Best Companies to Work For in Greater China 2015: Secretary for Labour and Welfare Matthew Cheung on creating win-win scenarios for all
As one of the opening speakers at the Great Place to Work in Greater China 2015 Awards Ceremony, Hong Kong’s Secretary for Labour and Welfare Matthew Cheung Kin-chung outlined the changing profile of the local workforce.
Quoting the latest projections from Hong Kong’s Census and Statistics Department, Cheung pointed out that the total size of the labour force, excluding foreign domestic helpers, is going to drop from last year’s figure of 3.6 million to 3.11 million by 2064 – a loss of nearly 500,000 people.
What’s more, the participation rate in this workforce is also projected to fall from 59.3 per cent in 2014 to 48.6 per cent by 2064.
Cheung emphasised how nurturing the best possible employer-employee relationships is increasingly important to Hong Kong’s future.
“These statistics are rather stark and serve as a wake-up call to company management – you must not forget about the importance of employee-friendly practices,” he advised.
“In a world increasingly propelled by knowledge, information technology and innovation, it is imperative for enterprises to have continuous access to a high-quality talent pool.”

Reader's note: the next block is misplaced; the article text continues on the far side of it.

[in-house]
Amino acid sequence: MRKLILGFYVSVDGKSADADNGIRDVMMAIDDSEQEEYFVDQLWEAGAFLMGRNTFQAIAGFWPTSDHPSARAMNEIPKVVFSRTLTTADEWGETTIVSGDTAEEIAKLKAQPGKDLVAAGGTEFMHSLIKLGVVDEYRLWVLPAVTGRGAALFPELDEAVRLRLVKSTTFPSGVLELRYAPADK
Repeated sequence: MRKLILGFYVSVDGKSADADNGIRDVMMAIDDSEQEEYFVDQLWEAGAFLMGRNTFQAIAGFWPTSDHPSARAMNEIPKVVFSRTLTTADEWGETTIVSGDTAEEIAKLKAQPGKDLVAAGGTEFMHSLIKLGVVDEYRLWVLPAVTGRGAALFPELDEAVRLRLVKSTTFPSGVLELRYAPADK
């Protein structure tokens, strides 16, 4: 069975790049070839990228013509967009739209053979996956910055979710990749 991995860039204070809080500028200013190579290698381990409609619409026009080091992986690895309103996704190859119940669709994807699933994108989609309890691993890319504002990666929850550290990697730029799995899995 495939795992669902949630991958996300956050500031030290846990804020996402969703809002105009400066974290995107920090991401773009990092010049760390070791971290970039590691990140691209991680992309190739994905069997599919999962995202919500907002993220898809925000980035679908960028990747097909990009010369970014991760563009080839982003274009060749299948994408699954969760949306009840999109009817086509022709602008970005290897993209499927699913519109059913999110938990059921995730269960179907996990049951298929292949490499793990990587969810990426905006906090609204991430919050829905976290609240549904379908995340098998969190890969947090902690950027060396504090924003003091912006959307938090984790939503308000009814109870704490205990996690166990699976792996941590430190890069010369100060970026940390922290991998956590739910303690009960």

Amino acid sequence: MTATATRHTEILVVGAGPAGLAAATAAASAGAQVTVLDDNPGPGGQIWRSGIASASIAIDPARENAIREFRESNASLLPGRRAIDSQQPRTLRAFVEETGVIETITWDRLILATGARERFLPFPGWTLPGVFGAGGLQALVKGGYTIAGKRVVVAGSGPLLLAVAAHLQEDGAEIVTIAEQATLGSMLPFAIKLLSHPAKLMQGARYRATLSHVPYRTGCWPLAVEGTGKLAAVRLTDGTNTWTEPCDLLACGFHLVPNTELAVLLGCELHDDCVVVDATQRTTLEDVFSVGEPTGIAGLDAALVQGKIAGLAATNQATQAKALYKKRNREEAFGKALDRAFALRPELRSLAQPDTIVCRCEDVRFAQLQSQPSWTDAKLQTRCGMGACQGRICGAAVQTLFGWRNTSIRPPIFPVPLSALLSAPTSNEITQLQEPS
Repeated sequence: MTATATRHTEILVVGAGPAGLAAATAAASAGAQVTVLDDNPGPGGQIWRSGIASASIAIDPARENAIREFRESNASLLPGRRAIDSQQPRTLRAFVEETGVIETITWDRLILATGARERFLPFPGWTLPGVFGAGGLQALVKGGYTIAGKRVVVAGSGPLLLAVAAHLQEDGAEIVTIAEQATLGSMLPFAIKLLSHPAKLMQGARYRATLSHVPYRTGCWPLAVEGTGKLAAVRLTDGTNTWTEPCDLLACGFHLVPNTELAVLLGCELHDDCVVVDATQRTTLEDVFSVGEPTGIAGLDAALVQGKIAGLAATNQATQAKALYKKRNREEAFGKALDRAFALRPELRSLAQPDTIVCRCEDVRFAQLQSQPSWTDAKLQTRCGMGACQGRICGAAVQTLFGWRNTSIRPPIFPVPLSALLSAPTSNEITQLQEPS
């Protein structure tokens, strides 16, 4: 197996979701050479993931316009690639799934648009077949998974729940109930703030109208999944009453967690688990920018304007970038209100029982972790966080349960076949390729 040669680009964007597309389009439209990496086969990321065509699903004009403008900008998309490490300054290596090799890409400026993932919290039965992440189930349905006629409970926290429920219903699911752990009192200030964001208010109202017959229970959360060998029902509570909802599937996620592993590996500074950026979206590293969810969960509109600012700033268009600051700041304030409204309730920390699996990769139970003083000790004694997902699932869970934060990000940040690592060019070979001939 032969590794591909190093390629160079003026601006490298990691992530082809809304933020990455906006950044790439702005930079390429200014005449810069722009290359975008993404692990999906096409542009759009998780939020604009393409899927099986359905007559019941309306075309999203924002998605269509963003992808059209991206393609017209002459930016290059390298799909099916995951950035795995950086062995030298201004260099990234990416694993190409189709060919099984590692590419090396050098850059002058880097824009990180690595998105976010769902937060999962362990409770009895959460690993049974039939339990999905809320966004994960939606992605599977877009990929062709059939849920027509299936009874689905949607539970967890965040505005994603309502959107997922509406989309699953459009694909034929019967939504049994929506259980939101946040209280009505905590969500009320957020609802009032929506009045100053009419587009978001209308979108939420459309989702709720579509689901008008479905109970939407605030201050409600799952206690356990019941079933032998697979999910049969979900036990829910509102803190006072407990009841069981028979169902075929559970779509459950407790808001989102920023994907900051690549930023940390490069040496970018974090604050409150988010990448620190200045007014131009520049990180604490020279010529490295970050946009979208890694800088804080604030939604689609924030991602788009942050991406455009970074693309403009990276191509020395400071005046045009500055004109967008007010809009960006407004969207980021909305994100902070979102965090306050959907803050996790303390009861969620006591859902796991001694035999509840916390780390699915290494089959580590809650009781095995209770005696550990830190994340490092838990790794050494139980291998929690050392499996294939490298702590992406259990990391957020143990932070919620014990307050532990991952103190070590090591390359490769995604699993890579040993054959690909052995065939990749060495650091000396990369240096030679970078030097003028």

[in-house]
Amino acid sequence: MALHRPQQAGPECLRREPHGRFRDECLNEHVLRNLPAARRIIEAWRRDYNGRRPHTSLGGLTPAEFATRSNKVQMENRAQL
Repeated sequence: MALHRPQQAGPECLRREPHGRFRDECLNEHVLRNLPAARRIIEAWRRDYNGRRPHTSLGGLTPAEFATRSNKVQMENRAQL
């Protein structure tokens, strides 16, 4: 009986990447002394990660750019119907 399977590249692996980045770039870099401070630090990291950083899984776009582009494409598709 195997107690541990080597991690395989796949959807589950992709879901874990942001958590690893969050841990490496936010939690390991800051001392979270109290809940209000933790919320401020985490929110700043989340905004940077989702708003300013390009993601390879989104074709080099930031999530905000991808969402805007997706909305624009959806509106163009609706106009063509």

Cheung said he believed that employer-employee relationships are inherently symbiotic in nature, and a difficult, tense and unfriendly working environment is the most often cited reason for staff resignations.
Encouraging local businesses to implement robust strategies to lure, develop and retain good employees, Cheung said that labour relations have never been a zero-sum game.
“There are no winners or losers in the workplace. On the contrary, it has to be a win-win scenario for all stakeholders if an enterprise is to survive in today’s fiercely competitive and fast-changing business world, let alone thrive. Thanks to the strenuous efforts and mutual understanding of both employers and employees, Hong Kong has been blessed with generally harmonious labour relations.”
He added that, for some time, a favourable economic climate and a stable labour market had kept the local unemployment rate at around 3.3 per cent – a rate that was the envy of economies around the world.
Cheung paid tribute to the businesses from mainland China, Hong Kong and Taiwan who would be collecting awards later in the evening.
“These awards give recognition to companies that are strong in terms of their teamwork and people management, and who foster an employee-friendly corporate culture. All these are successful ingredients for the success of an enterprise. They are also crucial for the socio-economic development, long-term sustainability, and vibrancy of a society.”
He expressed his appreciation to the companies for their success, not only for boosting the morale and productivity of their staff, but also for helping Hong Kong attract, nurture and retain talent.
“In doing so, you have played an important role in fuelling our economic development and sharpening our competitive edge,” he said.